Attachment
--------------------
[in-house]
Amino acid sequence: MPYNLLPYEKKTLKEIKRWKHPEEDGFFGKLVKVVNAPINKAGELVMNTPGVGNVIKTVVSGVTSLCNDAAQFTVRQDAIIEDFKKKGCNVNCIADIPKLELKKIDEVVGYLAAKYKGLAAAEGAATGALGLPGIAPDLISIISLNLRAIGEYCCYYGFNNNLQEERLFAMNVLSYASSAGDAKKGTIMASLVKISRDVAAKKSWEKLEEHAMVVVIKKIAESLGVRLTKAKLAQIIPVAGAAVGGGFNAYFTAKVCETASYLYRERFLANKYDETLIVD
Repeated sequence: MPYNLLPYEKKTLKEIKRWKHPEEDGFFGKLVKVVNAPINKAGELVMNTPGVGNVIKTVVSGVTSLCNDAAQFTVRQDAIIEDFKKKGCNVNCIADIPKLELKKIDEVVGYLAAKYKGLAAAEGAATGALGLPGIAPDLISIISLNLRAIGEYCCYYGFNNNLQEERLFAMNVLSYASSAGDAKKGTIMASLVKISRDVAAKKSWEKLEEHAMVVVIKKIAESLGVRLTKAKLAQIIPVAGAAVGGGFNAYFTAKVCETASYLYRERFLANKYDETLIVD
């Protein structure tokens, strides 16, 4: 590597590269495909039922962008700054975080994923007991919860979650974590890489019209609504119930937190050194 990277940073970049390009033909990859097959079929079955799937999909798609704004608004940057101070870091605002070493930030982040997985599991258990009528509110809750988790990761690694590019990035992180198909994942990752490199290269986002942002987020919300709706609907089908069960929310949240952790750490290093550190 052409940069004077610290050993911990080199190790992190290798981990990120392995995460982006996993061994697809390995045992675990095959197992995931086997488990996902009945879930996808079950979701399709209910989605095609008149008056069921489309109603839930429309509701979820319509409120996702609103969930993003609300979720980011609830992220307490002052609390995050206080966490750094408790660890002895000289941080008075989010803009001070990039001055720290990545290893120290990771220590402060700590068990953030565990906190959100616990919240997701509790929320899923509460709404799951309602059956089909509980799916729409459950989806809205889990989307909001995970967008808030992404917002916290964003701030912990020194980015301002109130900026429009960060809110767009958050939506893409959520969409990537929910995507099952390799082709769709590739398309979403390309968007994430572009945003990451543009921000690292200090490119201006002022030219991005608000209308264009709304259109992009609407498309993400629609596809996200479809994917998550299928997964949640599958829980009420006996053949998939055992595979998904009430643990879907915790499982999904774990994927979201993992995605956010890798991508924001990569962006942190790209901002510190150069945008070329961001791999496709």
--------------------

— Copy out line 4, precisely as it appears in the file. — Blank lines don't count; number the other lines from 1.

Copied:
């Protein structure tokens, strides 16, 4: 590597590269495909039922962008700054975080994923007991919860979650974590890489019209609504119930937190050194 990277940073970049390009033909990859097959079929079955799937999909798609704004608004940057101070870091605002070493930030982040997985599991258990009528509110809750988790990761690694590019990035992180198909994942990752490199290269986002942002987020919300709706609907089908069960929310949240952790750490290093550190 052409940069004077610290050993911990080199190790992190290798981990990120392995995460982006996993061994697809390995045992675990095959197992995931086997488990996902009945879930996808079950979701399709209910989605095609008149008056069921489309109603839930429309509701979820319509409120996702609103969930993003609300979720980011609830992220307490002052609390995050206080966490750094408790660890002895000289941080008075989010803009001070990039001055720290990545290893120290990771220590402060700590068990953030565990906190959100616990919240997701509790929320899923509460709404799951309602059956089909509980799916729409459950989806809205889990989307909001995970967008808030992404917002916290964003701030912990020194980015301002109130900026429009960060809110767009958050939506893409959520969409990537929910995507099952390799082709769709590739398309979403390309968007994430572009945003990451543009921000690292200090490119201006002022030219991005608000209308264009709304259109992009609407498309993400629609596809996200479809994917998550299928997964949640599958829980009420006996053949998939055992595979998904009430643990879907915790499982999904774990994927979201993992995605956010890798991508924001990569962006942190790209901002510190150069945008070329961001791999496709």